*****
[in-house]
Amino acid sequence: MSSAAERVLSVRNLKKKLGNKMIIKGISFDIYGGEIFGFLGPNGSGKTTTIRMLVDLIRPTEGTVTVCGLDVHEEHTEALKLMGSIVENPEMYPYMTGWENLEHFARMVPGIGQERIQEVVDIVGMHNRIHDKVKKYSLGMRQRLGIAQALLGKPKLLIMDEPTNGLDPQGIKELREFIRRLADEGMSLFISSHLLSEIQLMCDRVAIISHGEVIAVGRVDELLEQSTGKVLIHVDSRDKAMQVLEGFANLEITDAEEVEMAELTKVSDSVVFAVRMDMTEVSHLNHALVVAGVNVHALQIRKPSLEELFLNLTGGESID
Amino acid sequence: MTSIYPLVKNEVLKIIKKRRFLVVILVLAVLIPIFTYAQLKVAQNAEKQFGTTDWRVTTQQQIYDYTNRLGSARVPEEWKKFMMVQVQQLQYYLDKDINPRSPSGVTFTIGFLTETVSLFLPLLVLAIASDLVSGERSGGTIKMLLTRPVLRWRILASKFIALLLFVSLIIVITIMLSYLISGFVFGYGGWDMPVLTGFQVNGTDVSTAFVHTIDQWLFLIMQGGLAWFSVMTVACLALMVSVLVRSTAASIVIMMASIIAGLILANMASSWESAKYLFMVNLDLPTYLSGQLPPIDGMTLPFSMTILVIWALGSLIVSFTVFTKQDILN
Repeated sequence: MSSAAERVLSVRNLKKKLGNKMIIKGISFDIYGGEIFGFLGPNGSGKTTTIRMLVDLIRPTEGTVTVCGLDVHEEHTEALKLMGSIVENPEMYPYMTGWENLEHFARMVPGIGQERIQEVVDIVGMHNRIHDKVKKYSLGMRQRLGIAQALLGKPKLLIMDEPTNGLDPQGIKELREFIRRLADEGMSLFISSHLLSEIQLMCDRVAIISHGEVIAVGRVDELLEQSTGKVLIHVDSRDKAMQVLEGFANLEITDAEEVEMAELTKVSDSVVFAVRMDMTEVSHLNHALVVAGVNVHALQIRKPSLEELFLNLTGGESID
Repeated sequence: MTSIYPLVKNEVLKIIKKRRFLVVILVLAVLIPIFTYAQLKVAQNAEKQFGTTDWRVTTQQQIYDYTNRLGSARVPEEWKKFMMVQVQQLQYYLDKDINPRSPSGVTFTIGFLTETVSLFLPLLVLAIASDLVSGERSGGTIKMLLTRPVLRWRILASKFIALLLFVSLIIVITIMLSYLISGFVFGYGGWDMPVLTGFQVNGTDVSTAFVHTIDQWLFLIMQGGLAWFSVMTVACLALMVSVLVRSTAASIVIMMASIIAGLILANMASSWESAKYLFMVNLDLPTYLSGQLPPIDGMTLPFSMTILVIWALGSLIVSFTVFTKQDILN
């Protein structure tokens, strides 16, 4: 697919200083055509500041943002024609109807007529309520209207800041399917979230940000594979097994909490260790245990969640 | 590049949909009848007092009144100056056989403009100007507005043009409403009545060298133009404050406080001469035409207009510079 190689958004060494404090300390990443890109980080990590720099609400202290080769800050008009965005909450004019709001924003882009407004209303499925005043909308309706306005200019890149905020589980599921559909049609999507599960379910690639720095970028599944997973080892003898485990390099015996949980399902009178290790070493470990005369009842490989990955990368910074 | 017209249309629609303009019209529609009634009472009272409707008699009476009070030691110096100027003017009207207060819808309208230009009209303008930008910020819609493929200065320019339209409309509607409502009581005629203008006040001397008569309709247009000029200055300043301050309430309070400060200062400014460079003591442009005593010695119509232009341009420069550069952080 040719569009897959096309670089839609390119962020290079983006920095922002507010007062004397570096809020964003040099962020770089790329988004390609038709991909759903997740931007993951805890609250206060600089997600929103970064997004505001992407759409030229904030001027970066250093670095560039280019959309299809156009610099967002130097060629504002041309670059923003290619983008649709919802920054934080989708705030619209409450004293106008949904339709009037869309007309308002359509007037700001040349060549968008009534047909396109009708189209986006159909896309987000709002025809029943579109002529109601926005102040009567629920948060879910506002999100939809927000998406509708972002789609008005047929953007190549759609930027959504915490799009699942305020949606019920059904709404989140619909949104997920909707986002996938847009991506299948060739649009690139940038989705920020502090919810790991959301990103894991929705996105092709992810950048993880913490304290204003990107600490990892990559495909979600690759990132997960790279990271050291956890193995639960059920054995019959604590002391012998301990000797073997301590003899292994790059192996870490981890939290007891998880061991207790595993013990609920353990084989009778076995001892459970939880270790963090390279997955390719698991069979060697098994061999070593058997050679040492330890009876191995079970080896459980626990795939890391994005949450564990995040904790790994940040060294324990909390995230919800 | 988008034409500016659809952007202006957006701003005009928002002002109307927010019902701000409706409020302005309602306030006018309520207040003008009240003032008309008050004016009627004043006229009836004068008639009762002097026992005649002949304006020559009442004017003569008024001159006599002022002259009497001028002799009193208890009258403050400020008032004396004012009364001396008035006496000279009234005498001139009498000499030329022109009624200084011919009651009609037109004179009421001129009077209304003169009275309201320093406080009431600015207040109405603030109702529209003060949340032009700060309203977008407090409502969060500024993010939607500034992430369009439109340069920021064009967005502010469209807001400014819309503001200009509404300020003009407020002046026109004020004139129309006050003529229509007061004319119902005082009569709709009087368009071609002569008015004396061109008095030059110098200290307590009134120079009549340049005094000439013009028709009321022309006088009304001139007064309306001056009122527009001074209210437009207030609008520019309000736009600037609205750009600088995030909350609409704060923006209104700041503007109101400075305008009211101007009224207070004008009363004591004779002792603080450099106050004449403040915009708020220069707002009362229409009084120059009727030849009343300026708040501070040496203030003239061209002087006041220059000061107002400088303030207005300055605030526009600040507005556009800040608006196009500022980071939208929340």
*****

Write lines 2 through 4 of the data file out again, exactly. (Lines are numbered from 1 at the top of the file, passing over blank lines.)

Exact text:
Amino acid sequence: MSSAAERVLSVRNLKKKLGNKMIIKGISFDIYGGEIFGFLGPNGSGKTTTIRMLVDLIRPTEGTVTVCGLDVHEEHTEALKLMGSIVENPEMYPYMTGWENLEHFARMVPGIGQERIQEVVDIVGMHNRIHDKVKKYSLGMRQRLGIAQALLGKPKLLIMDEPTNGLDPQGIKELREFIRRLADEGMSLFISSHLLSEIQLMCDRVAIISHGEVIAVGRVDELLEQSTGKVLIHVDSRDKAMQVLEGFANLEITDAEEVEMAELTKVSDSVVFAVRMDMTEVSHLNHALVVAGVNVHALQIRKPSLEELFLNLTGGESID
Amino acid sequence: MTSIYPLVKNEVLKIIKKRRFLVVILVLAVLIPIFTYAQLKVAQNAEKQFGTTDWRVTTQQQIYDYTNRLGSARVPEEWKKFMMVQVQQLQYYLDKDINPRSPSGVTFTIGFLTETVSLFLPLLVLAIASDLVSGERSGGTIKMLLTRPVLRWRILASKFIALLLFVSLIIVITIMLSYLISGFVFGYGGWDMPVLTGFQVNGTDVSTAFVHTIDQWLFLIMQGGLAWFSVMTVACLALMVSVLVRSTAASIVIMMASIIAGLILANMASSWESAKYLFMVNLDLPTYLSGQLPPIDGMTLPFSMTILVIWALGSLIVSFTVFTKQDILN
Repeated sequence: MSSAAERVLSVRNLKKKLGNKMIIKGISFDIYGGEIFGFLGPNGSGKTTTIRMLVDLIRPTEGTVTVCGLDVHEEHTEALKLMGSIVENPEMYPYMTGWENLEHFARMVPGIGQERIQEVVDIVGMHNRIHDKVKKYSLGMRQRLGIAQALLGKPKLLIMDEPTNGLDPQGIKELREFIRRLADEGMSLFISSHLLSEIQLMCDRVAIISHGEVIAVGRVDELLEQSTGKVLIHVDSRDKAMQVLEGFANLEITDAEEVEMAELTKVSDSVVFAVRMDMTEVSHLNHALVVAGVNVHALQIRKPSLEELFLNLTGGESID